I know this is an argument I’ll end up losing. I know, objectively, that wealthy realtors (and wealthy buyers, and, you know, the necessarily fluid nature of real estate and culture in a city with a dynamic economy) are all much more powerful than the half-assed complaints of, say, crotchety bloggers, or transplants with no real grounds to be angry about absurd new steps in a neighborhood’s development.
Even so. I will still go on record as saying that “East Bushwick” is not a real place, and never will be. It is a fictional neighborhood, conjured up by preposterous developers, that will no doubt be in-demand and widely accepted sooner rather than later.
Right now, Commercial Observer reports on a 105,000-square-foot development location out by the Halsey stop priced at $8.5 million, and marketed as a potentially lucrative site for luxury apartments, not unlike an already-successful complex nearby with amenities including a pool, gymm, sauna, and jacuzzi.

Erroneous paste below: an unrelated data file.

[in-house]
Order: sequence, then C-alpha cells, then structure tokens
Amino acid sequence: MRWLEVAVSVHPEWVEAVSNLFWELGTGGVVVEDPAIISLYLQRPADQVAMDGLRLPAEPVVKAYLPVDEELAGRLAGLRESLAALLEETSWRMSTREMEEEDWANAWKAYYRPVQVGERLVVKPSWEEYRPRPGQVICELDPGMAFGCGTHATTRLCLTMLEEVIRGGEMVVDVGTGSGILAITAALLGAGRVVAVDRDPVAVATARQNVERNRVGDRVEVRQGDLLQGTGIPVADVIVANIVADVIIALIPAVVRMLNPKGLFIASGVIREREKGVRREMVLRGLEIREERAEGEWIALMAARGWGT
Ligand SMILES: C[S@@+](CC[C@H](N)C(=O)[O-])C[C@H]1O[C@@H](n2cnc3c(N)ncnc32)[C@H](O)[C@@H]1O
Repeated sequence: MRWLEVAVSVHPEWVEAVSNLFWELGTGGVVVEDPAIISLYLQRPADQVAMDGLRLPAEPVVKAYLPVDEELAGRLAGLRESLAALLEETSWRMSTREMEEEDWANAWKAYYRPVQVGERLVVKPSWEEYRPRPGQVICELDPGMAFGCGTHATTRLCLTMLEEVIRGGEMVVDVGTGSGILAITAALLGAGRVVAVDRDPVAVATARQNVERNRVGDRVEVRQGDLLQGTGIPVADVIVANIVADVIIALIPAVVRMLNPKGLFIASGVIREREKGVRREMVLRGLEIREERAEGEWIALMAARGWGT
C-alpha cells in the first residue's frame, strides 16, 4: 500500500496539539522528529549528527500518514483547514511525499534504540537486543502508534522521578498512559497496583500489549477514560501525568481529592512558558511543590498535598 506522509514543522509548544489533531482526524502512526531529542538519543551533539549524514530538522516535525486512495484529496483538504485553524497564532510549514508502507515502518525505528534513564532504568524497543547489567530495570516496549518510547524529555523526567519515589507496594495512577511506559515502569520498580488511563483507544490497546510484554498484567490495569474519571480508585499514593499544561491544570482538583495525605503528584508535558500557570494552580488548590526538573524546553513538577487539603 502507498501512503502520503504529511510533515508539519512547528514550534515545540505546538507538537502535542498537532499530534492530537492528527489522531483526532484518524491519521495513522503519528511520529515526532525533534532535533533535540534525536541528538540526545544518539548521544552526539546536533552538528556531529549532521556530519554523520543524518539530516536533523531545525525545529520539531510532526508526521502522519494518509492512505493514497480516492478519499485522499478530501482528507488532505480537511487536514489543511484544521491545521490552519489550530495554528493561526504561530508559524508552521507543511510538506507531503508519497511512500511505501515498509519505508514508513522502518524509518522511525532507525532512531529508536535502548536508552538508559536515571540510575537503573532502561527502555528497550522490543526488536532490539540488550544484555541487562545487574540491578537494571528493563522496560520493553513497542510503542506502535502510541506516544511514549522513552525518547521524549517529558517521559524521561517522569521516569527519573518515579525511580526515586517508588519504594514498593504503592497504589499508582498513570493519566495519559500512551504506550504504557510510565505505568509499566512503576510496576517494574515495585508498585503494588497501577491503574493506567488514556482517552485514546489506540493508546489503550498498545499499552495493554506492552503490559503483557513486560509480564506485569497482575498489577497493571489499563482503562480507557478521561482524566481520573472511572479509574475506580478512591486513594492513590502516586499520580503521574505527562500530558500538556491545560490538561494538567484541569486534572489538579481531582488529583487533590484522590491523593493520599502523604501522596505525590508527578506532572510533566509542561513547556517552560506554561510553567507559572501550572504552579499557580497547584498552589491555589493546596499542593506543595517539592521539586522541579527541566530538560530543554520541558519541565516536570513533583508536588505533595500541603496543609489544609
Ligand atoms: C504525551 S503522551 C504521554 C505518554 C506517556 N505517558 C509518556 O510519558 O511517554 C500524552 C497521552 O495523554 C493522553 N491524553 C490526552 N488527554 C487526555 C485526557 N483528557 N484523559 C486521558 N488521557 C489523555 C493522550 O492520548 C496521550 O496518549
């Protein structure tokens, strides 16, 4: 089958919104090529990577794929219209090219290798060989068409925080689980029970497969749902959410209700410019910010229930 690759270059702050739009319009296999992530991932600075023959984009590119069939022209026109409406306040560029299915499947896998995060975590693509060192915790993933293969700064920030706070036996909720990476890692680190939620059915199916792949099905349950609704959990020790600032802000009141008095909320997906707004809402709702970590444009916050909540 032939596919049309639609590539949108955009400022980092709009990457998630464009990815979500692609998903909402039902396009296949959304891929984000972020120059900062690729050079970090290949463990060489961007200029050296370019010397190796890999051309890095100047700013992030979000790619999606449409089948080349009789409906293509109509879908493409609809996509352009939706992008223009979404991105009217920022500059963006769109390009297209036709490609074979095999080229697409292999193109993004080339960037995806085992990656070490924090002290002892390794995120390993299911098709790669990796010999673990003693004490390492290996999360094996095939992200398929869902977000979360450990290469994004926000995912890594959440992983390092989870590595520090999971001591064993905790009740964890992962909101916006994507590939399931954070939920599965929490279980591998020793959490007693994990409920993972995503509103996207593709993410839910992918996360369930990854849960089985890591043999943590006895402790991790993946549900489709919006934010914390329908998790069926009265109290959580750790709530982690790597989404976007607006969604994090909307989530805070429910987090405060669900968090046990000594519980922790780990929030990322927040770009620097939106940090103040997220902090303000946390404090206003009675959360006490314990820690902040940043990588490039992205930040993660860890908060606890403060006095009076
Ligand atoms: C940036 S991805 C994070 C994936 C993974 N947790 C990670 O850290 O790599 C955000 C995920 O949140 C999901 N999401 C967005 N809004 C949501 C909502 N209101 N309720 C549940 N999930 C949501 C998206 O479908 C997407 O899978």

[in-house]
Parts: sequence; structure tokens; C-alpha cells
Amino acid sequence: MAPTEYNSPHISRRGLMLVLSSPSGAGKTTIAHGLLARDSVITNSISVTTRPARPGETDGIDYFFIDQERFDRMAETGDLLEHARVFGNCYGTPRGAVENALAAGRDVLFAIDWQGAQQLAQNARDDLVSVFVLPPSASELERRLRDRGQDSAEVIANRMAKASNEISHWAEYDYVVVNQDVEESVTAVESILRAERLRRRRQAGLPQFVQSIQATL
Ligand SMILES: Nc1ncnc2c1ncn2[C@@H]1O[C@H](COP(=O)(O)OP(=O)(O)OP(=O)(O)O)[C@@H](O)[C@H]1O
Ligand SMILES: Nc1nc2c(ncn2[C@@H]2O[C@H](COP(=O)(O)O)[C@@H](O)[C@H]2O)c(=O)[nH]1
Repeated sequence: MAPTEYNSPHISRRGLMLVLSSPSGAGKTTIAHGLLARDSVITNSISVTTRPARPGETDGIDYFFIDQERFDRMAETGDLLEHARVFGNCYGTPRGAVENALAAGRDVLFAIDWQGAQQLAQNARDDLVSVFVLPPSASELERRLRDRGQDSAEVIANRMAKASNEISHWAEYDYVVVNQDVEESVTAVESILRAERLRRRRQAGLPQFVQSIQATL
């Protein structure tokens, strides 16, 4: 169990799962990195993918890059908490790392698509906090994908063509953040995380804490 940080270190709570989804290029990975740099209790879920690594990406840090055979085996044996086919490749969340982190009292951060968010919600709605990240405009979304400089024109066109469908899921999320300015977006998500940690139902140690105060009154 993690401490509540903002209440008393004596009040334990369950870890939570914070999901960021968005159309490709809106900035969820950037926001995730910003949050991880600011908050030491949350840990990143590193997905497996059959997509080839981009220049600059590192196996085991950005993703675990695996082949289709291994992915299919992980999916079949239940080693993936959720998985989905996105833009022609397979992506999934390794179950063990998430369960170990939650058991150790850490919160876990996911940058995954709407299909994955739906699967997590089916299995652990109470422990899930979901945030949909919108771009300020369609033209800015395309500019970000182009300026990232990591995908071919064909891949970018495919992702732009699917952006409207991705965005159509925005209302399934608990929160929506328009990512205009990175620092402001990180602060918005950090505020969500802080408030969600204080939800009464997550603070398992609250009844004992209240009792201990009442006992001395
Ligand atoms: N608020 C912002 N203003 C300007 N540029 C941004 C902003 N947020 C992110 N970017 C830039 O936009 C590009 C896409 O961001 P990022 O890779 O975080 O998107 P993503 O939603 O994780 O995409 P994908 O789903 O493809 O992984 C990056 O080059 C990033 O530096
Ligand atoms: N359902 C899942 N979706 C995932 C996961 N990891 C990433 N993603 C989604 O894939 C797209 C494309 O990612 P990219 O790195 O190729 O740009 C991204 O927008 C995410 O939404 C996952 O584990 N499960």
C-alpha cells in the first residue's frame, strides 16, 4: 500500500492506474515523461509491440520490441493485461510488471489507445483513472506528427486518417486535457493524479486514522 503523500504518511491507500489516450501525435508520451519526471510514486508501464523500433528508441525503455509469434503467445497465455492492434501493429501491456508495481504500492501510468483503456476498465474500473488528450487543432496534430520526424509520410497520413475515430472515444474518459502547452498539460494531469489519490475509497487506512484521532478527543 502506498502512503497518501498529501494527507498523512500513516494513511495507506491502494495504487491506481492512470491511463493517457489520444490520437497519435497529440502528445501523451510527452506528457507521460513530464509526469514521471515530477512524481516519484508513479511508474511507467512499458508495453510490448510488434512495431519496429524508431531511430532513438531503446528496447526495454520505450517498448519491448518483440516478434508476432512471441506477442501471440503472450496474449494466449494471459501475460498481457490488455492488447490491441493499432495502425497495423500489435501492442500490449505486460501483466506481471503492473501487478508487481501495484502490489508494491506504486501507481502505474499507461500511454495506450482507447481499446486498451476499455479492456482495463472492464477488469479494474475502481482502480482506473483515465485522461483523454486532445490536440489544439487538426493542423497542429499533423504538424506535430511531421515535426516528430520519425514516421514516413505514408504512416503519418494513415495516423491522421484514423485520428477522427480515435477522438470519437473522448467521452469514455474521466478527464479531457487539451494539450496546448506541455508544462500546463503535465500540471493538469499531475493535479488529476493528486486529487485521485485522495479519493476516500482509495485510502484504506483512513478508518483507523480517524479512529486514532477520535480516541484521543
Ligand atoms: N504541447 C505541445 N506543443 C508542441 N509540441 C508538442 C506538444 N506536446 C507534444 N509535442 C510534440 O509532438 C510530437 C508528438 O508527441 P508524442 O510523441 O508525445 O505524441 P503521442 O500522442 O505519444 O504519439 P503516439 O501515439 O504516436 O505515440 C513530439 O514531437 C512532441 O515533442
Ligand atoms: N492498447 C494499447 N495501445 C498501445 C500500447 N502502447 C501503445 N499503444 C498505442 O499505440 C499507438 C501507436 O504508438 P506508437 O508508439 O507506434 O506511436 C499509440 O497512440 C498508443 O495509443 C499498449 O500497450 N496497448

“It doesn’t take a rocket scientist to see that this is moving further south,” said a representative of Massey Knakal, which is marketing the new building, adding that it’s “just a matter of time” before wider-spread gentrification taks hold in the neighborhood.
Which I guess is fine, and just the way things go, even if it’s a little terrible to see calculated, rent-raising plans for a neighborhood so explicitly stated. It’s really just the “East Bushwick” label that seems so objectionable. Must we? Have we all healed so quickly from the scarring divisions of East Williamsburg and its proposed secession? If the New York Times predicted this trend several years ago (which they did, apparently), is there even any point to pushing back? Perhaps most importantly, if the neighborhood expands, even in name only, will I finally have access to all the good delivery options over in Ridgewood? There has to be at least some benefit to this whole thing.
Follow Virginia K. Smith on Twitter @vksmith.